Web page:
News from Aug 08, 2016
The Institute of Computer Science at Freie Universität Berlin developed twelve autonomous model cars for scientists in Mexico. The programming, turnover, and training were funded by the Mexican-German Year. At Freie Universität Berlin the project was headed by Prof. Dr. Raúl Rojas, a professor of artificial intelligence. Prof. Dr. Enrique Fernandez Fassnacht, the president of the largest technical university in Latin America, the Instituto Politécnico Nacional (IPN), presented the cars to the selected universities. Altogether twelve so-called "AutoNOMOS Mini" cars were produced at a scale of 1 to 10. Another part of the project was a seminar that was offered in July for students in the appropriate robotics groups in Mexico City. Three computer scientists from Freie Universität taught 46 Mexican students how to program the robots and explained the structure of the hardware. To conclude the project, two indoor races will be held with the autonomous model cars. The costs of this initiative were covered by the funds set aside for implementing the dual year, which is being administered by the Germany Embassy in Mexico and the Goethe Institute in Munich.
The Mexico-Germany Year was inaugurated in June during a visit by German Foreign Minister Dr. Frank-Walter Steinmeier in Mexico City. A number of exhibitions, concerts, conferences, and other events with respect to the two countries will take place in both Mexico and Germany until mid-2017. Freie Universität Berlin is contributing through its involvement in the AutoNOMOS Mini project.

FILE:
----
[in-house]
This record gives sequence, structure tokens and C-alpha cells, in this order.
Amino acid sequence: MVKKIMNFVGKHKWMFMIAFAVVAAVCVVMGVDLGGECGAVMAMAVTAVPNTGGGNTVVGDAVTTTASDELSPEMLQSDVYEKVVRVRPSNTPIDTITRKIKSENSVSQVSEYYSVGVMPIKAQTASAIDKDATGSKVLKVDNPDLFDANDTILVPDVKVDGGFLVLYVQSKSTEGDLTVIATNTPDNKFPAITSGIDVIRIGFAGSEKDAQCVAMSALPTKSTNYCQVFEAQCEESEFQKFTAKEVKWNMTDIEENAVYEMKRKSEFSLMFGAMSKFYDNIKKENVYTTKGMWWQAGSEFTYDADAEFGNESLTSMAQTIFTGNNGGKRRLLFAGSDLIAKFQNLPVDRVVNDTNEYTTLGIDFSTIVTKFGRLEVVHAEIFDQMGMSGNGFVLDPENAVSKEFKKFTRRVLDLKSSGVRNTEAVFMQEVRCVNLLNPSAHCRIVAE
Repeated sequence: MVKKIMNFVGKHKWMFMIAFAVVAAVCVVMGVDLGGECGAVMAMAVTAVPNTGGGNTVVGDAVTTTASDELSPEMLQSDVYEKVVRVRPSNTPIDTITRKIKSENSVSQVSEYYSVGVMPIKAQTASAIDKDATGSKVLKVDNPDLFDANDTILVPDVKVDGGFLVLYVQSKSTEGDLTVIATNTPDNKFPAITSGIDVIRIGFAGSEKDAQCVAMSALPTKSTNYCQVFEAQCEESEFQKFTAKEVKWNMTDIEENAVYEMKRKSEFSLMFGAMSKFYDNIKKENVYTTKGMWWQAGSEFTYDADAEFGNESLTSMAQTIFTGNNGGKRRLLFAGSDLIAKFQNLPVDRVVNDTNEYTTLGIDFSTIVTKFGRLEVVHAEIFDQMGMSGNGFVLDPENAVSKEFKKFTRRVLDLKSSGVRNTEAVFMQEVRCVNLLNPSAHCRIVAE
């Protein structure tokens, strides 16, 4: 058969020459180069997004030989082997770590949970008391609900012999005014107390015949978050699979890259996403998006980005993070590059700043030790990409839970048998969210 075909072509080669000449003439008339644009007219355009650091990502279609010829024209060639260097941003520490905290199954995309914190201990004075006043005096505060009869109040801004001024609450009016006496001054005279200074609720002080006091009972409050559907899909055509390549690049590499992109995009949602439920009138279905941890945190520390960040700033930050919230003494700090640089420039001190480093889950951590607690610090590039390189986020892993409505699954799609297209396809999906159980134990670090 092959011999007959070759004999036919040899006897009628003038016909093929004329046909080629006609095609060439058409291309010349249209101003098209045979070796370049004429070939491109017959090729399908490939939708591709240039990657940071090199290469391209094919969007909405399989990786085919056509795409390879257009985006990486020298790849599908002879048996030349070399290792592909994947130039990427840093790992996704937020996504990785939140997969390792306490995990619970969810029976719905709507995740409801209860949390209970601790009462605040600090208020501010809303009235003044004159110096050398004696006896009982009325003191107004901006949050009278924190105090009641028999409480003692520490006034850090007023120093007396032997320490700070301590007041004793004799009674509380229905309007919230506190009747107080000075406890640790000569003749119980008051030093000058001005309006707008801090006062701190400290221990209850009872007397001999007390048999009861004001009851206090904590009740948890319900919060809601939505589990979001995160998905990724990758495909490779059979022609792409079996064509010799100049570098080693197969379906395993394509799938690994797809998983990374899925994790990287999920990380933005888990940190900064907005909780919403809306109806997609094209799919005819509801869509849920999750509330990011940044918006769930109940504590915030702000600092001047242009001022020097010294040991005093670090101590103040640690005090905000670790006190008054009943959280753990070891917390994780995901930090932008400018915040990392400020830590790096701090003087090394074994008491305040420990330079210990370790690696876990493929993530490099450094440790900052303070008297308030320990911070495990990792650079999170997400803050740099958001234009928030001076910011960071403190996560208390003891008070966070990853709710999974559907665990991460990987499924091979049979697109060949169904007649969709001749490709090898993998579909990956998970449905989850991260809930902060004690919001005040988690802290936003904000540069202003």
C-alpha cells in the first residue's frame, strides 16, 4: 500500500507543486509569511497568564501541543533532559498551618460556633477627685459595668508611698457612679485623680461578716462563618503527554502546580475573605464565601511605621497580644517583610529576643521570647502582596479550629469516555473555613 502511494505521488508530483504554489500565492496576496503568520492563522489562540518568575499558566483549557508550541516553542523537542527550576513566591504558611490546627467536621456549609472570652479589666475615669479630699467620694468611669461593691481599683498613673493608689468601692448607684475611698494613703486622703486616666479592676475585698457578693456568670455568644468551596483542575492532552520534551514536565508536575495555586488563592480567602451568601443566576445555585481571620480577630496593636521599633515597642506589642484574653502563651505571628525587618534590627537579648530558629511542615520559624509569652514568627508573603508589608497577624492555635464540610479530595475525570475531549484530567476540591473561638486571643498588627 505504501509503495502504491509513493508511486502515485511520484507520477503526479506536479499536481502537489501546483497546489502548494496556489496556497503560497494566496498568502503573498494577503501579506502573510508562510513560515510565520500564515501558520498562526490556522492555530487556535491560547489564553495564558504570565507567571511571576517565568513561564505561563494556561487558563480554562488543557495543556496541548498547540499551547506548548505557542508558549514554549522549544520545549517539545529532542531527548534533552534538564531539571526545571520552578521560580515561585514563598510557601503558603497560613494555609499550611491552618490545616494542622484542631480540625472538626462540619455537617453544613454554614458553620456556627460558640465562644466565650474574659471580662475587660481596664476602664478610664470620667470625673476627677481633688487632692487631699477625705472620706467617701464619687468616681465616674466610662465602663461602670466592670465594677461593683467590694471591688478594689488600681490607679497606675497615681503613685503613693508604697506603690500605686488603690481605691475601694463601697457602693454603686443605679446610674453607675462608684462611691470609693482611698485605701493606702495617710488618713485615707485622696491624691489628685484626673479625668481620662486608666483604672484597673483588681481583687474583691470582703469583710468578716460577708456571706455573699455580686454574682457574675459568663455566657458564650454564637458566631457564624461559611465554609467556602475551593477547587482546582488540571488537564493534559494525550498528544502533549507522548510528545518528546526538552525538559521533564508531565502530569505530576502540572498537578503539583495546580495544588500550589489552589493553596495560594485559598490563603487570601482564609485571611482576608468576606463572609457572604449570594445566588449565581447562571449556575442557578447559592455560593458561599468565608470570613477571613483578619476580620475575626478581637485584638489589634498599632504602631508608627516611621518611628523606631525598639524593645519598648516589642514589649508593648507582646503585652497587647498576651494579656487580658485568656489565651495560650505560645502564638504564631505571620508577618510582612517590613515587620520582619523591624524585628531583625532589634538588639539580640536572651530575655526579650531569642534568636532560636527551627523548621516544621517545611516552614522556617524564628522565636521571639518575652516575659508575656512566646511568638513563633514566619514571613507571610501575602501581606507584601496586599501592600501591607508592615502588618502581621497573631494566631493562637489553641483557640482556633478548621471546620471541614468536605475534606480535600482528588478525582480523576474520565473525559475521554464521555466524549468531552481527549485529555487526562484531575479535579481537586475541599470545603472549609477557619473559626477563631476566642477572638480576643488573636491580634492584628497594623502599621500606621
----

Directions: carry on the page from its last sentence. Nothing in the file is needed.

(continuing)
The project is an innovative training project. Each model vehicle carries a computer, a laser scanner as a distance sensor, a three-dimensional video camera for the detection of obstacles, and a camera for simulating a GPS sensor. The control computer of the car can read all these data and thus drive the vehicle automatically.
"The advantage of such model vehicles compared with real prototypes is the low cost," says Professor Raúl Rojas. But "AutoNOMOS Mini" is also a development platform, and the software could ultimately be transferred to real vehicles. "We aim to develop the model vehicles to function as similarly as possible to real vehicles, so that the students trained with them can easily be hired in the automotive industry.”